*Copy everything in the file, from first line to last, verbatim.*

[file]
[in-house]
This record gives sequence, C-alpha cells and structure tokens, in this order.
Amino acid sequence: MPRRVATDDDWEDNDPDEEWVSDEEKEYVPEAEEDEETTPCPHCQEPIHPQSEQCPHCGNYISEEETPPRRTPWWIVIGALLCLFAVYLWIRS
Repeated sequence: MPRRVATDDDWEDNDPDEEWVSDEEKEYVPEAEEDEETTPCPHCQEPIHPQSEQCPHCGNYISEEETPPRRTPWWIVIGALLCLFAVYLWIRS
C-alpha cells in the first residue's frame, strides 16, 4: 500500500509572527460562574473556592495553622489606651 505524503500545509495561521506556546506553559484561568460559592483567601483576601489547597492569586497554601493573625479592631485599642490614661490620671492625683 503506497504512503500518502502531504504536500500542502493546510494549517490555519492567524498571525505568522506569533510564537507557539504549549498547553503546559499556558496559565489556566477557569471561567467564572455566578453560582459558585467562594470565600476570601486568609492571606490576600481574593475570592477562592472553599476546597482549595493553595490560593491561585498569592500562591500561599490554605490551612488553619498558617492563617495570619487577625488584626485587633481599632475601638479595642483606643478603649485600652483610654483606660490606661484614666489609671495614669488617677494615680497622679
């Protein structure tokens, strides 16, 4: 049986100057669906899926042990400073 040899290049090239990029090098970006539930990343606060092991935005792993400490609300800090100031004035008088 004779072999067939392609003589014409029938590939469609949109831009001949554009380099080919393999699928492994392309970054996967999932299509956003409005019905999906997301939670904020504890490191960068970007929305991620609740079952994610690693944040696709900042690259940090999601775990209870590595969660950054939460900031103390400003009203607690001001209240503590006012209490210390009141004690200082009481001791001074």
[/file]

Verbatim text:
[in-house]
This record gives sequence, C-alpha cells and structure tokens, in this order.
Amino acid sequence: MPRRVATDDDWEDNDPDEEWVSDEEKEYVPEAEEDEETTPCPHCQEPIHPQSEQCPHCGNYISEEETPPRRTPWWIVIGALLCLFAVYLWIRS
Repeated sequence: MPRRVATDDDWEDNDPDEEWVSDEEKEYVPEAEEDEETTPCPHCQEPIHPQSEQCPHCGNYISEEETPPRRTPWWIVIGALLCLFAVYLWIRS
C-alpha cells in the first residue's frame, strides 16, 4: 500500500509572527460562574473556592495553622489606651 505524503500545509495561521506556546506553559484561568460559592483567601483576601489547597492569586497554601493573625479592631485599642490614661490620671492625683 503506497504512503500518502502531504504536500500542502493546510494549517490555519492567524498571525505568522506569533510564537507557539504549549498547553503546559499556558496559565489556566477557569471561567467564572455566578453560582459558585467562594470565600476570601486568609492571606490576600481574593475570592477562592472553599476546597482549595493553595490560593491561585498569592500562591500561599490554605490551612488553619498558617492563617495570619487577625488584626485587633481599632475601638479595642483606643478603649485600652483610654483606660490606661484614666489609671495614669488617677494615680497622679
């Protein structure tokens, strides 16, 4: 049986100057669906899926042990400073 040899290049090239990029090098970006539930990343606060092991935005792993400490609300800090100031004035008088 004779072999067939392609003589014409029938590939469609949109831009001949554009380099080919393999699928492994392309970054996967999932299509956003409005019905999906997301939670904020504890490191960068970007929305991620609740079952994610690693944040696709900042690259940090999601775990209870590595969660950054939460900031103390400003009203607690001001209240503590006012209490210390009141004690200082009481001791001074």